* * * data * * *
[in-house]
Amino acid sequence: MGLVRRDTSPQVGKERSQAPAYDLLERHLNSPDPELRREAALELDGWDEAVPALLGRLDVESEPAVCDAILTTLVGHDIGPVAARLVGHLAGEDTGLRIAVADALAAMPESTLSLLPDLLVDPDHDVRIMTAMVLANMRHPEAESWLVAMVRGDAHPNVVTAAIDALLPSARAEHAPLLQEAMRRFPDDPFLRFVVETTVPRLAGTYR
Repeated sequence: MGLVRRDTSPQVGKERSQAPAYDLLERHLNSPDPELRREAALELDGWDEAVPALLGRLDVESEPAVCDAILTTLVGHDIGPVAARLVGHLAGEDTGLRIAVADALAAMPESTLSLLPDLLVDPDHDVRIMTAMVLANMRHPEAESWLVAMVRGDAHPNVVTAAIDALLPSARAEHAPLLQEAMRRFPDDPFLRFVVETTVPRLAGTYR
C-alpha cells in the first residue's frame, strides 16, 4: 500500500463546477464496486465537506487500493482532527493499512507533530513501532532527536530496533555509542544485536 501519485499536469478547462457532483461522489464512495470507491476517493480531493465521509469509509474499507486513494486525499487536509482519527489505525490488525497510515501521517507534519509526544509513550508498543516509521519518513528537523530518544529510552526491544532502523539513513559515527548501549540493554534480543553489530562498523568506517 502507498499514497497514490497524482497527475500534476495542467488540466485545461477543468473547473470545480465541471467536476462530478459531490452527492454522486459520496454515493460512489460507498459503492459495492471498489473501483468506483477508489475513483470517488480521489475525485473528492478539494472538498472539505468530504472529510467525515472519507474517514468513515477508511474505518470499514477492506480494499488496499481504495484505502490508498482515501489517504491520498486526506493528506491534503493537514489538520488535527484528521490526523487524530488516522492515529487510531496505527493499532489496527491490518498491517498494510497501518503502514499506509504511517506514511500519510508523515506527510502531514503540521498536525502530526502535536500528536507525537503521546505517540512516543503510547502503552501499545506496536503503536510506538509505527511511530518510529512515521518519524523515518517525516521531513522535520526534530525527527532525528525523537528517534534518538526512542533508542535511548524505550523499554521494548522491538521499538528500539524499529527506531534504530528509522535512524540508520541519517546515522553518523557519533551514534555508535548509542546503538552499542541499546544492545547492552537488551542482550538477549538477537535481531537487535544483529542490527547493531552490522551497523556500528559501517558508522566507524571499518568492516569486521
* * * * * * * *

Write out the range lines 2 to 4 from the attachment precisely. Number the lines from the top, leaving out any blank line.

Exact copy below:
Amino acid sequence: MGLVRRDTSPQVGKERSQAPAYDLLERHLNSPDPELRREAALELDGWDEAVPALLGRLDVESEPAVCDAILTTLVGHDIGPVAARLVGHLAGEDTGLRIAVADALAAMPESTLSLLPDLLVDPDHDVRIMTAMVLANMRHPEAESWLVAMVRGDAHPNVVTAAIDALLPSARAEHAPLLQEAMRRFPDDPFLRFVVETTVPRLAGTYR
Repeated sequence: MGLVRRDTSPQVGKERSQAPAYDLLERHLNSPDPELRREAALELDGWDEAVPALLGRLDVESEPAVCDAILTTLVGHDIGPVAARLVGHLAGEDTGLRIAVADALAAMPESTLSLLPDLLVDPDHDVRIMTAMVLANMRHPEAESWLVAMVRGDAHPNVVTAAIDALLPSARAEHAPLLQEAMRRFPDDPFLRFVVETTVPRLAGTYR
C-alpha cells in the first residue's frame, strides 16, 4: 500500500463546477464496486465537506487500493482532527493499512507533530513501532532527536530496533555509542544485536 501519485499536469478547462457532483461522489464512495470507491476517493480531493465521509469509509474499507486513494486525499487536509482519527489505525490488525497510515501521517507534519509526544509513550508498543516509521519518513528537523530518544529510552526491544532502523539513513559515527548501549540493554534480543553489530562498523568506517 502507498499514497497514490497524482497527475500534476495542467488540466485545461477543468473547473470545480465541471467536476462530478459531490452527492454522486459520496454515493460512489460507498459503492459495492471498489473501483468506483477508489475513483470517488480521489475525485473528492478539494472538498472539505468530504472529510467525515472519507474517514468513515477508511474505518470499514477492506480494499488496499481504495484505502490508498482515501489517504491520498486526506493528506491534503493537514489538520488535527484528521490526523487524530488516522492515529487510531496505527493499532489496527491490518498491517498494510497501518503502514499506509504511517506514511500519510508523515506527510502531514503540521498536525502530526502535536500528536507525537503521546505517540512516543503510547502503552501499545506496536503503536510506538509505527511511530518510529512515521518519524523515518517525516521531513522535520526534530525527527532525528525523537528517534534518538526512542533508542535511548524505550523499554521494548522491538521499538528500539524499529527506531534504530528509522535512524540508520541519517546515522553518523557519533551514534555508535548509542546503538552499542541499546544492545547492552537488551542482550538477549538477537535481531537487535544483529542490527547493531552490522551497523556500528559501517558508522566507524571499518568492516569486521